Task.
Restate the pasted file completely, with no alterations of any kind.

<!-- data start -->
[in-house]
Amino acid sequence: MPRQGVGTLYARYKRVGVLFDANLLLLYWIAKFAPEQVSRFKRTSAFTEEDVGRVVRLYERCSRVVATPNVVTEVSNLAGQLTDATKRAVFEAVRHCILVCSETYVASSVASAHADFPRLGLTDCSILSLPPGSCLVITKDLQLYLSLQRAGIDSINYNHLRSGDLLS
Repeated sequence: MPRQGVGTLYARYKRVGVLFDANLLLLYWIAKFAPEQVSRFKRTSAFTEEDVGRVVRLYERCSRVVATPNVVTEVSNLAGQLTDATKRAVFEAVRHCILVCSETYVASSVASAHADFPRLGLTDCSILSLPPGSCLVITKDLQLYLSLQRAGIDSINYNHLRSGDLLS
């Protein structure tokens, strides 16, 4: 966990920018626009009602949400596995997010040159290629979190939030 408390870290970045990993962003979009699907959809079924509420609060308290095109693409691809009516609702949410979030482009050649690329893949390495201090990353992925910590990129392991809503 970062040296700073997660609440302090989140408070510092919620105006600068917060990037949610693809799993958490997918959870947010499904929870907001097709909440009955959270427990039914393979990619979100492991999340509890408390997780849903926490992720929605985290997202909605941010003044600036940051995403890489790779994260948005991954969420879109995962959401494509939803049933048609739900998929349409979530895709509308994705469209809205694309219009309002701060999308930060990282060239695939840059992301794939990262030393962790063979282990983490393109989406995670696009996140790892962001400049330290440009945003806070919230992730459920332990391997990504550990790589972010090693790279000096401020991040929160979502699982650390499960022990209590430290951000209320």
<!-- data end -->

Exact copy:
[in-house]
Amino acid sequence: MPRQGVGTLYARYKRVGVLFDANLLLLYWIAKFAPEQVSRFKRTSAFTEEDVGRVVRLYERCSRVVATPNVVTEVSNLAGQLTDATKRAVFEAVRHCILVCSETYVASSVASAHADFPRLGLTDCSILSLPPGSCLVITKDLQLYLSLQRAGIDSINYNHLRSGDLLS
Repeated sequence: MPRQGVGTLYARYKRVGVLFDANLLLLYWIAKFAPEQVSRFKRTSAFTEEDVGRVVRLYERCSRVVATPNVVTEVSNLAGQLTDATKRAVFEAVRHCILVCSETYVASSVASAHADFPRLGLTDCSILSLPPGSCLVITKDLQLYLSLQRAGIDSINYNHLRSGDLLS
């Protein structure tokens, strides 16, 4: 966990920018626009009602949400596995997010040159290629979190939030 408390870290970045990993962003979009699907959809079924509420609060308290095109693409691809009516609702949410979030482009050649690329893949390495201090990353992925910590990129392991809503 970062040296700073997660609440302090989140408070510092919620105006600068917060990037949610693809799993958490997918959870947010499904929870907001097709909440009955959270427990039914393979990619979100492991999340509890408390997780849903926490992720929605985290997202909605941010003044600036940051995403890489790779994260948005991954969420879109995962959401494509939803049933048609739900998929349409979530895709509308994705469209809205694309219009309002701060999308930060990282060239695939840059992301794939990262030393962790063979282990983490393109989406995670696009996140790892962001400049330290440009945003806070919230992730459920332990391997990504550990790589972010090693790279000096401020991040929160979502699982650390499960022990209590430290951000209320």